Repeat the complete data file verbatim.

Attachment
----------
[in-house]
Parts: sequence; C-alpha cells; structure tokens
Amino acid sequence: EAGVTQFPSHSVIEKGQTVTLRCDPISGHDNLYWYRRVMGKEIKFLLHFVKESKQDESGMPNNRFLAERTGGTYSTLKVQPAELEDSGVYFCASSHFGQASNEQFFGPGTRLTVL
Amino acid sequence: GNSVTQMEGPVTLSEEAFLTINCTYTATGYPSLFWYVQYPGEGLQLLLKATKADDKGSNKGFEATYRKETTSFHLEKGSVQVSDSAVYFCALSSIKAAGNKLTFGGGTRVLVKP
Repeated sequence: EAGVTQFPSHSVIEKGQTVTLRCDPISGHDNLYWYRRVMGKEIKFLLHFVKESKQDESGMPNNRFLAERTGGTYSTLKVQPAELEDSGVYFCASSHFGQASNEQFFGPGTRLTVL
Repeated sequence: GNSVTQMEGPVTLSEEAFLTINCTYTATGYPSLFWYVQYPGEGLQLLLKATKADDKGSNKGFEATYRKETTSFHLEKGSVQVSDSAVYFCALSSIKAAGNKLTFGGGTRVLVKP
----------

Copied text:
[in-house]
Parts: sequence; C-alpha cells; structure tokens
Amino acid sequence: EAGVTQFPSHSVIEKGQTVTLRCDPISGHDNLYWYRRVMGKEIKFLLHFVKESKQDESGMPNNRFLAERTGGTYSTLKVQPAELEDSGVYFCASSHFGQASNEQFFGPGTRLTVL
Amino acid sequence: GNSVTQMEGPVTLSEEAFLTINCTYTATGYPSLFWYVQYPGEGLQLLLKATKADDKGSNKGFEATYRKETTSFHLEKGSVQVSDSAVYFCALSSIKAAGNKLTFGGGTRVLVKP
Repeated sequence: EAGVTQFPSHSVIEKGQTVTLRCDPISGHDNLYWYRRVMGKEIKFLLHFVKESKQDESGMPNNRFLAERTGGTYSTLKVQPAELEDSGVYFCASSHFGQASNEQFFGPGTRLTVL
Repeated sequence: GNSVTQMEGPVTLSEEAFLTINCTYTATGYPSLFWYVQYPGEGLQLLLKATKADDKGSNKGFEATYRKETTSFHLEKGSVQVSDSAVYFCALSSIKAAGNKLTFGGGTRVLVKP